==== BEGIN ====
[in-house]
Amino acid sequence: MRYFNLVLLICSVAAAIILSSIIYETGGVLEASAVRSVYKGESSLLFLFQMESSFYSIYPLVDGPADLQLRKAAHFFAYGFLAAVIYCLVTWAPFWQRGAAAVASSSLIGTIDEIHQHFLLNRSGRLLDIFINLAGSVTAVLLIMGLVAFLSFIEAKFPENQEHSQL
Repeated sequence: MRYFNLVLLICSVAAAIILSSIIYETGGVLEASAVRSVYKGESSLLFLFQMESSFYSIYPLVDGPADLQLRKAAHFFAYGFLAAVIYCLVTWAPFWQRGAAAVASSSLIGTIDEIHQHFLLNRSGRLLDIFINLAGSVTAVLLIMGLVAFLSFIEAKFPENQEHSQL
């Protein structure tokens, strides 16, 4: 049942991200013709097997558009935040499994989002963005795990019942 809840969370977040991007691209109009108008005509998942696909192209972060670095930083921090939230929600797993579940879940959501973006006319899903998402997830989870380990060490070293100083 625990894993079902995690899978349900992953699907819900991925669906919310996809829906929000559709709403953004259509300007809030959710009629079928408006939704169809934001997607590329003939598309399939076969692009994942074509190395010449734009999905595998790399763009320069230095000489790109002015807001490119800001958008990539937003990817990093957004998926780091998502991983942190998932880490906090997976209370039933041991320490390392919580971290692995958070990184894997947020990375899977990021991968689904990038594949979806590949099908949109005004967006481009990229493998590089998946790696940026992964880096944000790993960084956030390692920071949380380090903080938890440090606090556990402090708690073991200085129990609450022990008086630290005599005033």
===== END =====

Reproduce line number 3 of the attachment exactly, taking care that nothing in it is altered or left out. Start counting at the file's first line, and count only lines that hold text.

Repeated sequence: MRYFNLVLLICSVAAAIILSSIIYETGGVLEASAVRSVYKGESSLLFLFQMESSFYSIYPLVDGPADLQLRKAAHFFAYGFLAAVIYCLVTWAPFWQRGAAAVASSSLIGTIDEIHQHFLLNRSGRLLDIFINLAGSVTAVLLIMGLVAFLSFIEAKFPENQEHSQL